Oregonians Hit Employment Dept. With Class Action Suit
About twice as many Oregonians are stuck in unemployment limbo pending benefits adjudication as publicly reported by Oregon Employment Acting Director David Gerstenfeld this week, according to a lawsuit filed in Multnomah County Court by The Oregon Law Center and certified as a class-action suit last week.
Unemployment adjudication is undertaken when there stands a discrepancy between the amount of income reported by an individual and the amount of money paid to an individual by an employer.
Gerstenfeld said last week that there were 41,700 individuals stuck somewhere in the unemployment pipeline because of the adjudication process. But a declaration made Oct. 16 by Oregon Unemployment Department Unemployment Insurance Division Director Lindsi Leahy clearly contradicts that, stating that there were over 96,000 such individuals in adjudication.
The lawsuit claims that the state presumes the first 41,000 individuals will need adjudication while the adjudication status of the remaining of the 96,000 are yet to be determined.
Representatives of the action filed a request this past Friday to order the issuance of final decisions in cases of adjudication filed before June 1 by Nov. 15; those filed after Sept. 30 by Jan. 1; and for the state unemployment division to return to adherence to the federally-mandated standard of delivering benefits within a month.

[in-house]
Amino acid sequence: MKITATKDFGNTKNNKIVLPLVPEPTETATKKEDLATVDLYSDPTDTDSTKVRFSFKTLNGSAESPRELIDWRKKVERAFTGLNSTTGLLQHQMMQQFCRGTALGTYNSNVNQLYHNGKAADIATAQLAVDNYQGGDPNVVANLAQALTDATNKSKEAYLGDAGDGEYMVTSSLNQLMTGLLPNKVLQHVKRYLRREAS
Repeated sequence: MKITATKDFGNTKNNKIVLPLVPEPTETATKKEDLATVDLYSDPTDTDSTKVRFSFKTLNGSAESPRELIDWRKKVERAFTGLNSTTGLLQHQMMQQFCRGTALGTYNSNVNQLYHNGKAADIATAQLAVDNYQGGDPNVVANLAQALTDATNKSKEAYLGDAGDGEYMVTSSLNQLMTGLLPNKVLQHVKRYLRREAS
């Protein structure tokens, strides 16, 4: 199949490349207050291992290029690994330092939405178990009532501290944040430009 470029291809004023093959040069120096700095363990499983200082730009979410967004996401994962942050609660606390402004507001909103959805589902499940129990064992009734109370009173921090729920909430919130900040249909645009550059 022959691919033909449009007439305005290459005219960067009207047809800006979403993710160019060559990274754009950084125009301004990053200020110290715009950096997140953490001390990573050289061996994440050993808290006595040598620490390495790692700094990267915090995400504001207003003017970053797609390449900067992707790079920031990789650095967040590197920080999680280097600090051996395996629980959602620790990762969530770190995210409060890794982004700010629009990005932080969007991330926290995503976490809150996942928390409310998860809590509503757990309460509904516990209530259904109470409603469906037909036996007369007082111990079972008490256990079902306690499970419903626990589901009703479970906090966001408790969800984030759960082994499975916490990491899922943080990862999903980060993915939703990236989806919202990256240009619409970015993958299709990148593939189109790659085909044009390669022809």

The lawsuit also requests the state report rates of claim denial in addition to claims paid.
Of the more than 840,000 applications for unemployment received by the state since March, about 11% are under scrutiny, Leahy said according to the Statesman-Journal
Federal standards also dictate that adjudications are completed within just three weeks of the application filing date, and the lawsuit alleges that recipients of benefits have waited four months on average to receive them.
Gerstenfeld said that while many claims are stuck in the unemployment pipeline, about a third of those received unemployment benefits under the Benefits While You Wait program and that the adjudication process generally takes only a few weeks.
Claimants in the lawsuit say that isn’t accurate.
Leahy said claimants filed between March and July waited three to 25 weeks on average for a decision, and the lawsuit claims some defendants waited in excess of seven months.